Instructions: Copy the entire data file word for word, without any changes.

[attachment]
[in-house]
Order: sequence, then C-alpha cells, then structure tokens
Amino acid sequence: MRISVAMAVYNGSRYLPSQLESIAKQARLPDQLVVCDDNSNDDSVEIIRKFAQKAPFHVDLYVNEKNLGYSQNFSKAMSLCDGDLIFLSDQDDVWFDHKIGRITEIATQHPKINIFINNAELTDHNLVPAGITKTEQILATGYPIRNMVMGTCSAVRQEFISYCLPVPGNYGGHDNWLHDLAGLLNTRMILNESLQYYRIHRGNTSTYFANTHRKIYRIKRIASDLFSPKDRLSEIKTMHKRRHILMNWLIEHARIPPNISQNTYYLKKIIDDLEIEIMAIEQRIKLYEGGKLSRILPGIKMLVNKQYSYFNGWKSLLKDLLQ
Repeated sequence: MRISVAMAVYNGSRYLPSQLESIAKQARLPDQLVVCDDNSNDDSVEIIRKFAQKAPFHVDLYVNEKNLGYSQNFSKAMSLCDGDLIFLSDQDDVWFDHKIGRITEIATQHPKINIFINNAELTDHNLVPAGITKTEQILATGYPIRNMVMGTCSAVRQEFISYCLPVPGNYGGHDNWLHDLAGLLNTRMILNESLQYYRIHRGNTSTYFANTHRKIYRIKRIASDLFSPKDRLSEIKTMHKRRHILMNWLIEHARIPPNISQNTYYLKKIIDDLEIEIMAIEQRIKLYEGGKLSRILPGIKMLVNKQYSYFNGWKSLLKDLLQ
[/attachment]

[in-house]
Order: sequence, then C-alpha cells, then structure tokens
Amino acid sequence: MRISVAMAVYNGSRYLPSQLESIAKQARLPDQLVVCDDNSNDDSVEIIRKFAQKAPFHVDLYVNEKNLGYSQNFSKAMSLCDGDLIFLSDQDDVWFDHKIGRITEIATQHPKINIFINNAELTDHNLVPAGITKTEQILATGYPIRNMVMGTCSAVRQEFISYCLPVPGNYGGHDNWLHDLAGLLNTRMILNESLQYYRIHRGNTSTYFANTHRKIYRIKRIASDLFSPKDRLSEIKTMHKRRHILMNWLIEHARIPPNISQNTYYLKKIIDDLEIEIMAIEQRIKLYEGGKLSRILPGIKMLVNKQYSYFNGWKSLLKDLLQ
Repeated sequence: MRISVAMAVYNGSRYLPSQLESIAKQARLPDQLVVCDDNSNDDSVEIIRKFAQKAPFHVDLYVNEKNLGYSQNFSKAMSLCDGDLIFLSDQDDVWFDHKIGRITEIATQHPKINIFINNAELTDHNLVPAGITKTEQILATGYPIRNMVMGTCSAVRQEFISYCLPVPGNYGGHDNWLHDLAGLLNTRMILNESLQYYRIHRGNTSTYFANTHRKIYRIKRIASDLFSPKDRLSEIKTMHKRRHILMNWLIEHARIPPNISQNTYYLKKIIDDLEIEIMAIEQRIKLYEGGKLSRILPGIKMLVNKQYSYFNGWKSLLKDLLQ